2019-03-14 19:20:00 UTC
As OhShitGit pointed out, Programming (Including git) is...lets say.. interesting! I have fcuked up a few times myself. I do learn from mistakes I make but it sucks to be in that phase. So here are my Oh Shit moments:
#I wanted to remove a commit which had a spelling mistake, so I did git:newBranch~/projects/$ git reset <hashKey> git:newBranch~/projects$ git log #here is when I messed up: git:newBranch~/projects$ git push origin master -f #It forced pushed to the master and the last PR merge got removed (oops!) #The right thing would have been git:newBranch~/projects$ git push -f OR git push origin newBranch -f
How did I solve it?
I went to github, took the PR branch which was deleted, restored the branch so that it had all the commits. There was a new PR created on GitHub (The last PR was already approved). Then I merged it with master.
A good thing was that only the last commit to master (which was a merge branch) was removed. Otherwise I would have to go through each deleted branch and iterate the process.
Well! then I hit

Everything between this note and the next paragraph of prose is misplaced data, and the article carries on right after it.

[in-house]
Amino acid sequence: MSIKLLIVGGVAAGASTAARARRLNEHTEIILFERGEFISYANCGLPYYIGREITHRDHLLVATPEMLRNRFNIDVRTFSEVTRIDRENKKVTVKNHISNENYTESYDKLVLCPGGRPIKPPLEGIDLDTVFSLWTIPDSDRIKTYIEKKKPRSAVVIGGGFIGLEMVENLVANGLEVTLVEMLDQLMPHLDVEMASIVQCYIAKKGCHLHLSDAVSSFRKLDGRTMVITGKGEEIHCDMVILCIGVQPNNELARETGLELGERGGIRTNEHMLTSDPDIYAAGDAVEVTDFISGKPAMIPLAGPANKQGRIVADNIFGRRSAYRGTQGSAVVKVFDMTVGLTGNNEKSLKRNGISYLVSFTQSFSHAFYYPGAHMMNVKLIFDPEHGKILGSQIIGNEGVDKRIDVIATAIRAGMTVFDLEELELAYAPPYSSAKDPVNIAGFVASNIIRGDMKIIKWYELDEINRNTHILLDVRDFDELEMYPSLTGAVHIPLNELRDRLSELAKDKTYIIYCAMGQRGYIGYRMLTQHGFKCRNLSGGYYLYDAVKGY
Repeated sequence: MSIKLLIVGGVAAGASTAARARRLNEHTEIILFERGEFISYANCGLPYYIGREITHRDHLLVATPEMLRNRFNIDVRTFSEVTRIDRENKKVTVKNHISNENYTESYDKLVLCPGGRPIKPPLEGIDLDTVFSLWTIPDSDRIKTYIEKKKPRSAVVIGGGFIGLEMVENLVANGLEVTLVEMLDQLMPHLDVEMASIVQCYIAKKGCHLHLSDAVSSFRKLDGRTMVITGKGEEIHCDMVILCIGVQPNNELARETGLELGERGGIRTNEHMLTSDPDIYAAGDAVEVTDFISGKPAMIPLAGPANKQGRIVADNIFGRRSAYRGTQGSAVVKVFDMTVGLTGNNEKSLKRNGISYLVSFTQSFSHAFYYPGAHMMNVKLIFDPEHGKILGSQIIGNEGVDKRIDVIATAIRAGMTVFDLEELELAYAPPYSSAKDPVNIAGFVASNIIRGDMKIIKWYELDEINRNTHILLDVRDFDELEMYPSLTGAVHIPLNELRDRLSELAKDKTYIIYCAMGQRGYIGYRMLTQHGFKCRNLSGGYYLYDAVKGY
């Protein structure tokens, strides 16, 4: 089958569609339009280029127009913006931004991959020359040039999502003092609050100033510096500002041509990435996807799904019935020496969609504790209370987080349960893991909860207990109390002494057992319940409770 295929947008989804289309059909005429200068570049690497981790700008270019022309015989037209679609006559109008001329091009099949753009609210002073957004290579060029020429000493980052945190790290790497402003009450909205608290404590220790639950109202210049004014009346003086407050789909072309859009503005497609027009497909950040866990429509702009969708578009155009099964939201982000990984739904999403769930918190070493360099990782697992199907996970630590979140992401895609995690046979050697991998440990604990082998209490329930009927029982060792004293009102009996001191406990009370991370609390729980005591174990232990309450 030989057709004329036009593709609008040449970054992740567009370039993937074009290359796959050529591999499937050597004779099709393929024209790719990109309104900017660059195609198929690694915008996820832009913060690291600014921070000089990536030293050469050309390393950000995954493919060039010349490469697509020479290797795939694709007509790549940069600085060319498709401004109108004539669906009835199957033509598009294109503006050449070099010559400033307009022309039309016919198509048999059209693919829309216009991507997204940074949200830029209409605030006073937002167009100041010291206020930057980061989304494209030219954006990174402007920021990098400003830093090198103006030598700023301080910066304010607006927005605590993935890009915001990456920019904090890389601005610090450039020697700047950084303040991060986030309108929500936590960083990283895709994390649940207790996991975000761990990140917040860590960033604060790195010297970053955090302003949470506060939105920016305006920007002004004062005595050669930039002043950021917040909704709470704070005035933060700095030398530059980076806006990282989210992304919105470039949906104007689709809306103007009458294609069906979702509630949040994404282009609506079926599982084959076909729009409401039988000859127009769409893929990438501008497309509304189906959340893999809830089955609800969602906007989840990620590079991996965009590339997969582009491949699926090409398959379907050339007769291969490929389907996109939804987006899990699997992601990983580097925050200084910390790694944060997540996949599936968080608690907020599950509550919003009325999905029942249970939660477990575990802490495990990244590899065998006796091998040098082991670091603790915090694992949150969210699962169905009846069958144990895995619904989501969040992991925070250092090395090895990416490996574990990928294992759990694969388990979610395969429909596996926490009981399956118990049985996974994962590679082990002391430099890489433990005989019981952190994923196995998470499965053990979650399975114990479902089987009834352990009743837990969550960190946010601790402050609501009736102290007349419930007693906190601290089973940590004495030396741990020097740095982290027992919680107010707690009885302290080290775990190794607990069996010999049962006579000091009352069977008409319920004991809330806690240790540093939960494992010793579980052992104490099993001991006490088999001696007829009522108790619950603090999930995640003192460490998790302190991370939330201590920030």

If you don't know, delete only deletes the said resource from the database but doesn't run the callbacks. Destroy, on the other hand, allows cleanup methods and other actions to be run. Thus if you are using elastic search for indexing, destroy is the way to go. Below is a snapshot of documentations.
The search page threw an error because the elastic search was including that video while rails couldn't find it. So for a few minutes, I fcuked up the production application used by a lot of people. Thankfully, my mentor was kind enough to get back on a slack call with me and we figured a way out for the document to be removed from the elastic search index. The way was to use do_update
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